Washington, CT. At the south end of my property, there is a typically sculptural Eastern White Pine that sits up on the edge of a clearing and overlooks the hollow below. Like other members of its species, this tree is like a ballet dancer, arms outstretched and unlike the stolidly massive Spruce, it pirouettes in the landscape. Once in a while, for reasons known only to it, the Red Shoulder Hawk that nests in the tall oaks at the north end of the property decides it will roost in this White Pine instead of its customary oaks far above. At that point, the local Blue Jays descend en-masse to hop through the cover of the needles and maybe get a peck or two on the Hawk.
Like a raucous Greek Chorus, one band of Jays screams a strophe from stage left while the other replies in antistrophe from the right. The Hawk doesn’t generally last long in the hubbub and emerges to fly off back up the Hollow, harried all the way. I surmise the Hawk does this from time to time for a little entertainment and in order to lull the Jays into overconfidence. I once saw the bigger bird do a lightening-quick barrel roll to snatch one of the impertinent Jays before he knew what had hit him.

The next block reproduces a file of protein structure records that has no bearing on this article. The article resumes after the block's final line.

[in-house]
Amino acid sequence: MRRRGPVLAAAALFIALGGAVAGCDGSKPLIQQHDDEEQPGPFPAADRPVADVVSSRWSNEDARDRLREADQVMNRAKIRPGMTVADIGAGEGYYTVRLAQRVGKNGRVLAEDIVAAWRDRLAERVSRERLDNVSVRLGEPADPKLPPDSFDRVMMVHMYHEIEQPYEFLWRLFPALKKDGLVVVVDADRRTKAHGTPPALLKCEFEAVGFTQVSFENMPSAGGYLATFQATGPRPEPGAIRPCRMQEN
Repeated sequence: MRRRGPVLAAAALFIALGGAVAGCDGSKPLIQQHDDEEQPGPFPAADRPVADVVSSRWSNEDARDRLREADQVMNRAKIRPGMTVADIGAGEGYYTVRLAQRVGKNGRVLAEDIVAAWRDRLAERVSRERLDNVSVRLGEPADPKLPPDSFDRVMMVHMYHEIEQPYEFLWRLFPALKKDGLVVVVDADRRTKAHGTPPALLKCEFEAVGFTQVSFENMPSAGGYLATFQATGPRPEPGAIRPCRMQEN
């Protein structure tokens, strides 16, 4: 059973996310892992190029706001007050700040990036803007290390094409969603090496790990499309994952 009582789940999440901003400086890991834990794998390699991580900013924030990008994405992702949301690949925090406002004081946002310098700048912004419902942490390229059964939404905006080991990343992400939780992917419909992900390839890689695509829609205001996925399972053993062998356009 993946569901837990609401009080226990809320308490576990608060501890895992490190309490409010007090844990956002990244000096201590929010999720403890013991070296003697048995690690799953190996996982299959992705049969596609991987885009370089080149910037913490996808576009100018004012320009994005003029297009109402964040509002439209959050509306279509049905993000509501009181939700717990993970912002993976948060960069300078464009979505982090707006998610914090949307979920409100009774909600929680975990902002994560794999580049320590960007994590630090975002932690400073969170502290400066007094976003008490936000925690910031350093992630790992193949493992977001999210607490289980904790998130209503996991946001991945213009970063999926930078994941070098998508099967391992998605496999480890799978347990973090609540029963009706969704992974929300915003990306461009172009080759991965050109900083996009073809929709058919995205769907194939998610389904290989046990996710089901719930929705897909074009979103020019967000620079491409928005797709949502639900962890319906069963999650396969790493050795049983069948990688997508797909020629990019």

Senator Jim Bunning, Republican of Kentucky recently exposed himself to a similar bout with the Jays. He used one of those charming relics the Framers left us in their hybrid of Socratic/ Platonic vs. Aristotelian politics. Plato and his teacher Socrates considered democracy to be more akin to a thugocracy while Aristotle, the physician’s son saw virtue in Democracy. Their debate erratically continues today in the form of our government. I don’t know whether Senator Bunning was concerned with virtue in general, but he was concerned with the virtue of the Senate following their own rules and so he used an old tool which allows a single Senator’s voice to hold up pending legislation. Looking at the Obama Administration’s “Pay-Go” legislation, which called for no legislation to be made without being paid for, he opposed a spending measure that did not meet the standards adopted. Memory has a short half-life with our politicians, and so they raised a ruckus all around, claiming that the Senator was some heartless Ebenezer Scrooge, starving the citizenry. Perhaps technically he was, but he was also doing something that is rarely done these days: he was calling for fiscal honesty and discipline. The Jays mobbed him but good. He relented and flew off after his assailants pulled some of their typical procedural legerdemain.
As one of literary bent and so frequently guilty of casting the charge of a Pox On Both Houses at our besotted political parties, I was impressed that at long last, at least one Republican stalwart stood tall and took a beating in the name of fiscal discipline. So, due respect to the Senator from Kentucky and perhaps I’ll retreat a little myself and render up the proper score in this latest event:
Carl Scott: 7 D.W. Sabin : 0